Translated article from Belgian business and economics newspaper De Tijd, May 22nd 2018
A Dubai-based subsidiary of the Flemish blockchain company SettleMint has already raised 4 million dollars with the sale of digital tokens, an amount that could still rise. The tokens will become the payment method on DataBroker DAO, an online marketplace for the trade in sensor data.
You don’t see them, but within a few years they will populate our globe with tens of billions: the tiny digital sensors that are built into all kinds of objects and buildings, and that transmit their data via the internet or other specialized networks. With these data, organizations can gather insights and thus improve their services. Just think of sensor networks with which we can predict the weather more accurately, or that allow us to manage traffic in real time in order to combat traffic jams.
Because a lot of third parties can be interested in this information as well, a flourishing trade has already emerged in sensor data in recent years. According to estimates, this market was worth more than 600 billion dollars in 2016 and will double that amount by 2019.
Marketplace on blockchain
Leuven-based start-up SettleMint responds to that trade with blockchain technology. The company developed the online marketplace DataBroker DAO, which brings sellers and buyers of sensor data into contact with each other. Transactions on their marketplace will not be settled with traditional currencies, but with a specially created ‘token’, a digital payment method. It is called DTX (short for DaTa eXchange), and it is a derivative of the better known crypto coin Ethereum (ETH).
One token corresponds to the average value of the data that a sensor produces during one week. A total of 225 million tokens are created, which corresponds to the expected number of sensors that will be connected to DataBroker DAO in the year 2024. The trade via the platform will amount to around 2.5 billion dollars in that year, the initiators think.
Almost half of the tokens (48 percent, or 108 million) are currently being sold publicly to interested parties. A token costs 0.00025 ETH, which at the current rate of the Ethereum corresponds to about 18 dollar cents.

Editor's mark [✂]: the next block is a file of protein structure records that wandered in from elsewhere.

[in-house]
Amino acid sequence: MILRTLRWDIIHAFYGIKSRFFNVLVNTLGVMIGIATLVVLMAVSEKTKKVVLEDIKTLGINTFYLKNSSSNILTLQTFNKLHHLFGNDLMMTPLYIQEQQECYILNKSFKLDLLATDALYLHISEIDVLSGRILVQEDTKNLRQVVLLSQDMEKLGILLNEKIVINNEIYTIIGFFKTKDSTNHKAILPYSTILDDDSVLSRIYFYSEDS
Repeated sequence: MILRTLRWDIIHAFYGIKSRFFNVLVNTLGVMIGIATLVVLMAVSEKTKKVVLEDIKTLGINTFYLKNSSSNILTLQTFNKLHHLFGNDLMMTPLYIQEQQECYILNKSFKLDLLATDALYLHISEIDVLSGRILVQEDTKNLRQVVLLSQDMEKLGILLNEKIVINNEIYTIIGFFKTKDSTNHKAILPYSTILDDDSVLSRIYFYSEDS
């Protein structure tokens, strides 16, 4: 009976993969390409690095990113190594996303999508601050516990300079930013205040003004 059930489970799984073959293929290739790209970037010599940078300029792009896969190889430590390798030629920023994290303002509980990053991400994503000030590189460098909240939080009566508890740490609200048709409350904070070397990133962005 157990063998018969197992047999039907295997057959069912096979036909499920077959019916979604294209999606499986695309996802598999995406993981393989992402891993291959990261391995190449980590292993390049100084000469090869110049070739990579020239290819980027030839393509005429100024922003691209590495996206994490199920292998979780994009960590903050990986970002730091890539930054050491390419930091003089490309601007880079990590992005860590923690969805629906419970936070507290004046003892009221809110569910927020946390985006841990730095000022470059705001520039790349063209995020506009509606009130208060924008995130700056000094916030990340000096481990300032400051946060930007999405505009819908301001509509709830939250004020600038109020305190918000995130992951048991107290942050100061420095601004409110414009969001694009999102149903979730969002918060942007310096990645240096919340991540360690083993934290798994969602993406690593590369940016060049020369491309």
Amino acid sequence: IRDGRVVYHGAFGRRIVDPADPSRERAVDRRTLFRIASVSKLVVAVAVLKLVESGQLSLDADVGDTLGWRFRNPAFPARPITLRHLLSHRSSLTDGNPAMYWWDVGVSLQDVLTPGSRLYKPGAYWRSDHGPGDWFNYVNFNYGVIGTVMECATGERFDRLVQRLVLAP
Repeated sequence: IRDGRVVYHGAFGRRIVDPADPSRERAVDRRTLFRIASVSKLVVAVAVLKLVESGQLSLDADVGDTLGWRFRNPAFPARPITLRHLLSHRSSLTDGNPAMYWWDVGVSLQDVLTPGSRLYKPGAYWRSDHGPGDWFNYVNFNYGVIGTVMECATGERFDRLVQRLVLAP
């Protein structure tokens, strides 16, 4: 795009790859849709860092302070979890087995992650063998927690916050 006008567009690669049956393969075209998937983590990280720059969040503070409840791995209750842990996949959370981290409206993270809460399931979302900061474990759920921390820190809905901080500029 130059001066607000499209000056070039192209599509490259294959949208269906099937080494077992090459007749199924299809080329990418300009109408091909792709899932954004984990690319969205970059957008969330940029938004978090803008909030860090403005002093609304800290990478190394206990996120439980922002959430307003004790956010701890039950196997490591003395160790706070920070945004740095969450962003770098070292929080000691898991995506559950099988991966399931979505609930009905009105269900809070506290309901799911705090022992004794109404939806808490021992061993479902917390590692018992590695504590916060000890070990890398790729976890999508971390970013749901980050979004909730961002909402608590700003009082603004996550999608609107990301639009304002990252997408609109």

If all tokens were to be sold, that would yield around 19 million dollars. Although it seems unlikely that the maximum amount will be met. The sales process runs for a month, until next Saturday, and over a quarter of the available tokens have already been sold, accounting for around 4 million dollars.
“In any case, we have already achieved our objective”, says Roderik van der Veer, co-founder of SettleMint and the technical brain behind DataBroker DAO. “At this stage of the project we focused on a limited number of strategic sectors, so we are very happy with this result.”
Data Broker DAO is trying to persuade large telecom operators, amongst others, to sell certain sensor data on the platform. “Many are considering it because it can be an extra source of income for them, but it takes some time to record this contractually”, says Van der Veer, who hopes that those big operators will in turn convince their own business customers to use the platform.
On the demand side, Van der Veer sees a wide range of interested parties, “from academics and the government to every start-up that is engaged in artificial intelligence and big data. Moreover, the platform will not only be able to trade raw data, but also complete datasets that have already been processed by other parties.”
Trading on DataBroker DAO starts at the end of this month. From then on, organizations that want to buy data on this platform will also be able to purchase tokens — which they can pay in classic currency. DataBroker DAO itself takes a ten percent commission on each transaction.
The sale of digital coins and tokens is experiencing explosive growth worldwide, but it is an economy that remains largely under the radar of the media and the classic banking and stock exchange world. According to data from the Estonian marketplace Funderbeam, digital coins worth 2.6 billion dollars were issued last year, eleven times more than in 2016. The largest operations were for the US start-ups Tezos (platform for smart contracts) and Filecoin (decentralized data storage), each of which raised more than $ 200 million.
“We have paid a great deal of attention to complying with regulationsworldwide, also with the Belgian financial regulator FSMA”, says Van der Veer. The reason why DataBroker DAO was established in Dubai is partly due to the fact that the Gulf State offers more legal certainty for the issuance of digital coins, just as countries like Switzerland, Malta and Estonia. “What’s more, Dubai was interesting because it is easy to get in touch with important customers.”
Wim De Preter
News manager Tech & Media